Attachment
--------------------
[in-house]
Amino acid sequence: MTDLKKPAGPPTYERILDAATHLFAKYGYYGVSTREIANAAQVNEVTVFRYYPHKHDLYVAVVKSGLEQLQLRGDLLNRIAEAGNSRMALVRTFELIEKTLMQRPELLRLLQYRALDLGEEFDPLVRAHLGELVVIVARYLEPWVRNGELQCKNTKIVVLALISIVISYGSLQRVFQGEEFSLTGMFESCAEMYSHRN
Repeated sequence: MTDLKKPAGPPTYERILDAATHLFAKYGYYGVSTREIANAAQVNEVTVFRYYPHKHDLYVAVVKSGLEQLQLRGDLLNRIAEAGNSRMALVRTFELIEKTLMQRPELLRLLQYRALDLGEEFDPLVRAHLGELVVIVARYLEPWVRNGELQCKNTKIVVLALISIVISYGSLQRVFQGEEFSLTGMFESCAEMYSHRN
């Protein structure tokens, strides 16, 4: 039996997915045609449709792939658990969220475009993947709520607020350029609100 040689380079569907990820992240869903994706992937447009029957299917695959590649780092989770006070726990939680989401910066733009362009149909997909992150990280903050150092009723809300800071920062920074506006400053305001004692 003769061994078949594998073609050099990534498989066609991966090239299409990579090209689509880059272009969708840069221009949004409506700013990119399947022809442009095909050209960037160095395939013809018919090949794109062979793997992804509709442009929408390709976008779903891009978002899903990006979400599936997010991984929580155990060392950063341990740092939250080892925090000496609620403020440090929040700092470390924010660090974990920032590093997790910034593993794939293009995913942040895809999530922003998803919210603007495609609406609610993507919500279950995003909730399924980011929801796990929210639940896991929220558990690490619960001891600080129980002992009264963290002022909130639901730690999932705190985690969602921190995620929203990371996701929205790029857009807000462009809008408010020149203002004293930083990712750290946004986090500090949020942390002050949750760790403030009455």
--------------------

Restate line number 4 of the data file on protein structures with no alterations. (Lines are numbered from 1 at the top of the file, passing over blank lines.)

């Protein structure tokens, strides 16, 4: 039996997915045609449709792939658990969220475009993947709520607020350029609100 040689380079569907990820992240869903994706992937447009029957299917695959590649780092989770006070726990939680989401910066733009362009149909997909992150990280903050150092009723809300800071920062920074506006400053305001004692 003769061994078949594998073609050099990534498989066609991966090239299409990579090209689509880059272009969708840069221009949004409506700013990119399947022809442009095909050209960037160095395939013809018919090949794109062979793997992804509709442009929408390709976008779903891009978002899903990006979400599936997010991984929580155990060392950063341990740092939250080892925090000496609620403020440090929040700092470390924010660090974990920032590093997790910034593993794939293009995913942040895809999530922003998803919210603007495609609406609610993507919500279950995003909730399924980011929801796990929210639940896991929220558990690490619960001891600080129980002992009264963290002022909130639901730690999932705190985690969602921190995620929203990371996701929205790029857009807000462009809008408010020149203002004293930083990712750290946004986090500090949020942390002050949750760790403030009455």